5 Tricks to Eating Healthy When You’re Strapped for Cash

As the year unfolds, several students are filled with excitement because they can finally escape the constraint of their parents’ homes.

However, when hunger pangs strike and students are left with a cold, empty refrigerator, the thought of returning back home isn’t as devastating.

Living on your own doesn’t mean you have to resort to eating MSG-filled ramen noodles. Cooking healthy meals can be fun, quick and cost-friendly.

Here are a few tips to keep your nutrition up and your cost down:

1.   Plan ahead.

At the start of the week, make a meal list. Include everything you’ll need from recipe must-haves down to the necessities. When you start shopping, stick to your list. This is a guaranteed time-saver and will make your wallet happier.

2.  Shop in season.

Buy squash in the fall and asparagus in the spring along with several other produce items. Your food will taste better and result in a lower cost if you buy them in season.

3.  Go to the farmers’ market for great prices on organic produce.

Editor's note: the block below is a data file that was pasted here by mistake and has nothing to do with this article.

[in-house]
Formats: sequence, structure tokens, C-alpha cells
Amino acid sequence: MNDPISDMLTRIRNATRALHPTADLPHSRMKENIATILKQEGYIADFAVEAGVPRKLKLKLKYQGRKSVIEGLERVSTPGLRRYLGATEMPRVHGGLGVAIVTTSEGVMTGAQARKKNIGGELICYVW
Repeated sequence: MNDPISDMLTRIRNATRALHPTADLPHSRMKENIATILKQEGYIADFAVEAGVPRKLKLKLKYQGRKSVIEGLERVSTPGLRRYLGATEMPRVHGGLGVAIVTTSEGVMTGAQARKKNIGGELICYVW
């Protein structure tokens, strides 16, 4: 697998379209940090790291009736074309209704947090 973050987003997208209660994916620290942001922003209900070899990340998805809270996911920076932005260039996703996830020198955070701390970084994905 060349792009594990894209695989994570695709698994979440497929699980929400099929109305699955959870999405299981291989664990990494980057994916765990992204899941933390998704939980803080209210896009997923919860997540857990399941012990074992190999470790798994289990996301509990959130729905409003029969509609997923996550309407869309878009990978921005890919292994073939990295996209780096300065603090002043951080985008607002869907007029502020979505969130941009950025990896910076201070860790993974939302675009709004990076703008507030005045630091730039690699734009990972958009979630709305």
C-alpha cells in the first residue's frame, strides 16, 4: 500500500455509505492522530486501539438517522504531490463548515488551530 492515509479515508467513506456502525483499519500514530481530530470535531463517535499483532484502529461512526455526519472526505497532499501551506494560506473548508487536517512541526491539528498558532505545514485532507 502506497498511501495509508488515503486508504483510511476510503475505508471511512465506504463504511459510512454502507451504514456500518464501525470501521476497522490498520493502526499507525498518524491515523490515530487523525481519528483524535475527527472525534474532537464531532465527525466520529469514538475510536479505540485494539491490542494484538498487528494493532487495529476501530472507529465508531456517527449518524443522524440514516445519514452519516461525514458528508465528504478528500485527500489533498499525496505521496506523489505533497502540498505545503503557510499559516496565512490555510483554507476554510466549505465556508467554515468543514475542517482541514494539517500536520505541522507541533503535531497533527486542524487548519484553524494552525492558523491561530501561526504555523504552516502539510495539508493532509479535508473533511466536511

Organic produce can be expensive at your local food market. Instead, go to the farmers’ market where produce is sold at reasonable prices. Ask a vendor if their produce is organic, because often times it will not be labeled this way due to the high cost of gaining an organic certification. The market is currently open Thursdays at Island Park and Saturdays at City Hall from 7:30 a.m. to 2 p.m. – but don’t wait; the market ends in October.

4.   Buy items in bulk.

GreenTree Co-op has a section where you can buy items like dehydrated beans, quinoa, flaxseed and snack foods in bulk. Doing this along with buying pre-bagged fruit compared to picking individual fruit will help you stock up and save money. Generally, the larger the amount you purchase, the better the price per unit will be.

5.   Don’t pay more for convenience items.

 Although pre washed and precut vegetables and fruits can save you time, they are also more expensive. Put on your favorite Pandora playlist and spend an hour on Sunday washing and cutting your produce with a roommate.